So, after countless street rehearsals and practices inside the quadra in the steaming summer heat, it was finally time for the ensaio tecnico.

To be honest, I really had no idea how important this technical rehearsal was until I was actually in it.

Each year I had always arrived in Rio a few weeks before Carnival with my tour group, but as I was going to be a Muse this year, I had planned my schedule so that I could take two months ‘off’ from my business to arrive in time for all of the pre-Carnival preparations. But of course that didn’t happen as, at the very same time that I was debuting as the very first International Muse for my samba school, Rio’s oldest school Estacio de Sa, I also launched the very first World Samba Congress and World Samba Queen Competition in Rio, plus escorted a record number of foreigners on tour …. Nothing like doing one thing at a time!


In the days before the tech rehearsal, which essentially is a full run-through of the school’s parade in the actual Sambadrome, people started asking me what I was planning to wear.

Isn’t it only a tech rehearsal?

In the past, the school would provide its members with a specially designed printed t-shirt with the school’s logo and everyone would wear this, together with a pair of white pants/shorts.

However in recent years, the tech rehearsals have become one more media opportunity for Muses and Queens, especially since photographers and TV camera crews are also there to perfect their shots for the actual parade.

Oh great, so now I need ANOTHER DRESS. In normal life, this would be a source of excitement for any girl, but when you are dealing with Rio’s ateliers, especially during Carnival time and with only a few days notice, this equates to HELL ON EARTH.

I decide to first ask around a few of my Brazilian friends who were also performing as Muses and Queens. Could anyone possibly lend me a red dress (the school’s official colour) for the tech rehearsal?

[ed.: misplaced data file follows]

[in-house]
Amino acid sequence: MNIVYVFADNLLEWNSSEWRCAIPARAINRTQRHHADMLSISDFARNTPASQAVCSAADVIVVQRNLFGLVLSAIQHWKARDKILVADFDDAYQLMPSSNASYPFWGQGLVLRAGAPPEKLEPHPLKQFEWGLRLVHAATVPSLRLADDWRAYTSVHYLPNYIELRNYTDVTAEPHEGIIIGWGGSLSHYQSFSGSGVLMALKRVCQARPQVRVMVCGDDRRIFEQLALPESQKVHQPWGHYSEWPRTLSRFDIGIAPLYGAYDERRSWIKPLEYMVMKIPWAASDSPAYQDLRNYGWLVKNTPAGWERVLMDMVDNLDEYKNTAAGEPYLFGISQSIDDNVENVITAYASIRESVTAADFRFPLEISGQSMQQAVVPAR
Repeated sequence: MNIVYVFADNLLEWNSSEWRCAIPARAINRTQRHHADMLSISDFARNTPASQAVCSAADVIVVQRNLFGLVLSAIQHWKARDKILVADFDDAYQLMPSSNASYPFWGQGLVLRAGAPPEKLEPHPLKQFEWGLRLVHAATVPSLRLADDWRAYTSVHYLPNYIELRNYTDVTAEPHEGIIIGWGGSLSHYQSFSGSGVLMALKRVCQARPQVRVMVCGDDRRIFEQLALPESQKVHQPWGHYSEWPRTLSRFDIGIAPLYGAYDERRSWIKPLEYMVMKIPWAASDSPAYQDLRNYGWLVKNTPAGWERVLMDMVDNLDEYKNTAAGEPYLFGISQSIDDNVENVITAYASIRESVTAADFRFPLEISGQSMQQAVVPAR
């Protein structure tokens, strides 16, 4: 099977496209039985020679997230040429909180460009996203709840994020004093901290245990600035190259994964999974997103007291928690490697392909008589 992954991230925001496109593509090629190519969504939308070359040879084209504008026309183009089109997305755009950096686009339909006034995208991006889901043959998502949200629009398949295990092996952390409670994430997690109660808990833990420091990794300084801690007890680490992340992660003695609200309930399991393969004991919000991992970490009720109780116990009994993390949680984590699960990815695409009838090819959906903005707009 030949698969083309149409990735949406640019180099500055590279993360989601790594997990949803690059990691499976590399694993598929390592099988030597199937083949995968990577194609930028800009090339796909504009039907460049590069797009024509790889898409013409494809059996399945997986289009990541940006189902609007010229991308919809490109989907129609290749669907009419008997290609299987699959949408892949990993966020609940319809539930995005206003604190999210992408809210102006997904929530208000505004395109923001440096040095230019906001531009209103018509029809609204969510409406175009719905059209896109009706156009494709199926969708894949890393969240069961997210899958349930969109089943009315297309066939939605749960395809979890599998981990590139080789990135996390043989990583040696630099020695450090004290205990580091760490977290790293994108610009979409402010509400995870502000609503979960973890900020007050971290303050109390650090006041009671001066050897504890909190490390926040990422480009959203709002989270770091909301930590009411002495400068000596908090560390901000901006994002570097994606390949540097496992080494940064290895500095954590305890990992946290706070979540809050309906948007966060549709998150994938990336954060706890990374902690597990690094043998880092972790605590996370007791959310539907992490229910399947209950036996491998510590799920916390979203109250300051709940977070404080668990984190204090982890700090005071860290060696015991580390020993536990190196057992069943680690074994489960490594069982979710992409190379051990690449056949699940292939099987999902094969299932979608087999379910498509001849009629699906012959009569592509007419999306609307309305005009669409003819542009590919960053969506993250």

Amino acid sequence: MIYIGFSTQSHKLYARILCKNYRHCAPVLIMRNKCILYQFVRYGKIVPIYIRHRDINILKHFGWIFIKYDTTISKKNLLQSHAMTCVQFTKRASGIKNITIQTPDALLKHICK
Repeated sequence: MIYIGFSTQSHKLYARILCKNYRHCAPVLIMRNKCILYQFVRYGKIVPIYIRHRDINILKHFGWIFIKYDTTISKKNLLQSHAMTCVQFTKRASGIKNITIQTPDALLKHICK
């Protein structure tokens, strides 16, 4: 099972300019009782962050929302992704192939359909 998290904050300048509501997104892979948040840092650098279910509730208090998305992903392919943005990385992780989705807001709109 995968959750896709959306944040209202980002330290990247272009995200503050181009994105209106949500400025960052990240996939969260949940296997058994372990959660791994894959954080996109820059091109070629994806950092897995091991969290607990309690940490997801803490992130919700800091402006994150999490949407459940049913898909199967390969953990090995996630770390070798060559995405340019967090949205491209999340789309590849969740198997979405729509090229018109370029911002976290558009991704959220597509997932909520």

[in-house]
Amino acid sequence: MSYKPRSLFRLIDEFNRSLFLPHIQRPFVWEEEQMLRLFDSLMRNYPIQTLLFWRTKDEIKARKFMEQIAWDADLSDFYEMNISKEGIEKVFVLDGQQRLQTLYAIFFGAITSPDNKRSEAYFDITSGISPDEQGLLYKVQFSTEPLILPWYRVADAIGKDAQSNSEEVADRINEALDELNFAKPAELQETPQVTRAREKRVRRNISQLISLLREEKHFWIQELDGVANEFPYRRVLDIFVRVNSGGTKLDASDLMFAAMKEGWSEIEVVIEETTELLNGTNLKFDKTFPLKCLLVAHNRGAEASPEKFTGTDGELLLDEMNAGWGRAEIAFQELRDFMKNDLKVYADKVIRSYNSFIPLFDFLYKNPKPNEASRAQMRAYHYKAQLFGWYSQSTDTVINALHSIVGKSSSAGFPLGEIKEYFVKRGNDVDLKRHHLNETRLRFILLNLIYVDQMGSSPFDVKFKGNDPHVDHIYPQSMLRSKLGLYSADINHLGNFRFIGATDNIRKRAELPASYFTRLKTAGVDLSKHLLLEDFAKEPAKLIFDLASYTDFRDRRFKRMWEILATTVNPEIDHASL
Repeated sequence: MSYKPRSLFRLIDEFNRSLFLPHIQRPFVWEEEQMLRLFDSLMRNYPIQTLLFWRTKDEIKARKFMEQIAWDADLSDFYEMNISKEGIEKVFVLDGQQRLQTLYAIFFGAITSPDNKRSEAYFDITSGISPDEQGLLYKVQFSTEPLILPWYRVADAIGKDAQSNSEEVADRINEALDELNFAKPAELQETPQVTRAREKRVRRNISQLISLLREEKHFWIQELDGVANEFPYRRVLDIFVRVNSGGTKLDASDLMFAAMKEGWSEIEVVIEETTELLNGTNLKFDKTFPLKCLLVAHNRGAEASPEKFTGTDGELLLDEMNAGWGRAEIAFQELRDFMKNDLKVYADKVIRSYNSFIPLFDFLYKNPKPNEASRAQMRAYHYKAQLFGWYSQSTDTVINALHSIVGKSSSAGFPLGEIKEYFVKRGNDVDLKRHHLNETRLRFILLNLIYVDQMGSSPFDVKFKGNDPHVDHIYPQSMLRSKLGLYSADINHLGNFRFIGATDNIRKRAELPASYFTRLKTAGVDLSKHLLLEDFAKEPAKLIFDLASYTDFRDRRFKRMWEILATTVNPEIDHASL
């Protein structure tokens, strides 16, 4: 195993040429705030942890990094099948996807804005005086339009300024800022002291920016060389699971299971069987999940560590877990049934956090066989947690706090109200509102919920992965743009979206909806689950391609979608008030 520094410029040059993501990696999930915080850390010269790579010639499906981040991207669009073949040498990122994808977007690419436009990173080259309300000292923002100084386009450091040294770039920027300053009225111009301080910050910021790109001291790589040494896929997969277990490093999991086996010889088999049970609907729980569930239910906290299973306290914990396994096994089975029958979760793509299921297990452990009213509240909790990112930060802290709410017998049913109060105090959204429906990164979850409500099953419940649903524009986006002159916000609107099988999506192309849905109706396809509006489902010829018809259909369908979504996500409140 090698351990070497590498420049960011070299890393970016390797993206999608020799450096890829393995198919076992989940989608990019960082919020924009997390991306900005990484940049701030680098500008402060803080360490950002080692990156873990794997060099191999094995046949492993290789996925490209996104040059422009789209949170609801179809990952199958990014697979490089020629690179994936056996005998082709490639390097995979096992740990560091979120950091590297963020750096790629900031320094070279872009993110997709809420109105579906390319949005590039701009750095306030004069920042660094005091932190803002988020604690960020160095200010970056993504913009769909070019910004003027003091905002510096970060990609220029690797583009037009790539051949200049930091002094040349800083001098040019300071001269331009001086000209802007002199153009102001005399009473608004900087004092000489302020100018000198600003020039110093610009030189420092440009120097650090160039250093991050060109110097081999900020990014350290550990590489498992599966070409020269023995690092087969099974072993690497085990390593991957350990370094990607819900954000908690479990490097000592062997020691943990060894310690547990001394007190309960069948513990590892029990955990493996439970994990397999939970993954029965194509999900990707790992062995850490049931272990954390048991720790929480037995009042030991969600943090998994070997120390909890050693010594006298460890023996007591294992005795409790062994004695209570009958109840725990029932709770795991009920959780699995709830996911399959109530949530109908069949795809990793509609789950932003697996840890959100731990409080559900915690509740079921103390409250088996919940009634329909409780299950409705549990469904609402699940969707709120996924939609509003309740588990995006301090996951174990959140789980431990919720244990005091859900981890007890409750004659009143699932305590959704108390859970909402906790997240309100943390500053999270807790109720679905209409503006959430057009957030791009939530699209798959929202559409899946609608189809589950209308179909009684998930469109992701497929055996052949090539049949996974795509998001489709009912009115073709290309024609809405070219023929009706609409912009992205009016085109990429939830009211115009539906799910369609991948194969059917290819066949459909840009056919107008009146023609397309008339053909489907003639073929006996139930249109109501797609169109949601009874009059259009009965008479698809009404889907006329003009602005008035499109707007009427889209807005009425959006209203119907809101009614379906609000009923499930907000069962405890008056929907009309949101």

Amiga! Voce esta seria? (Are you serious?!)

You can’t possibly wear a dress that has already been worn by one of us! Everyone will know and they will laugh at you.


Well ladies, if I hadn’t already spent all of my savings and promised to give up my first-born child to this world of Samba, then I wouldn’t have an issue buying YET another dress. But right now, I have no moolah.

But you are gringa no? You have DOLLAR!

Right. I was about to launch into a tirade that, just because I am a foreigner does not mean that I am a millionaire, but apparently it does when you come from the slums of Rio and see people who arrive from another country on a plane, have the latest Iphone, are staying at a hotel in the Zona Sul (south zone i.e. Ipanema/Leblon) and can pay for a Muse position.

I guess I am rich.

I take a moment to let this feeling sink in. I do come from a first-world country, I have never had to prostitute myself to pay for my bills or my education; I have healthy, nutritious food on my plate daily, a very comfortable chiropractic-approved bed and a solid roof over my head, and can afford to dance as a hobby (and in my case have been able to turn it into a profession to support myself).

I am indeed rich.

But apparently not rich enough to afford one of my atelier’s custom-made dresses 2-days before the parade.

So I resort to begging. Please. Pretty please. Pretty please with a cherry on top.

I will promote your business on social media. I will shout your name at the reporters who interview me. I will pose with whoever you want me to on the avenue. Just please make me ONE DRESS and don’t charge me through the roof for it.

I walk out of my atelier’s with red eyes and no dress.

What am I going to do?

I try not to make a big deal of it. For god’s sake, it’s just a rehearsal. I will just wear one of my existing dresses.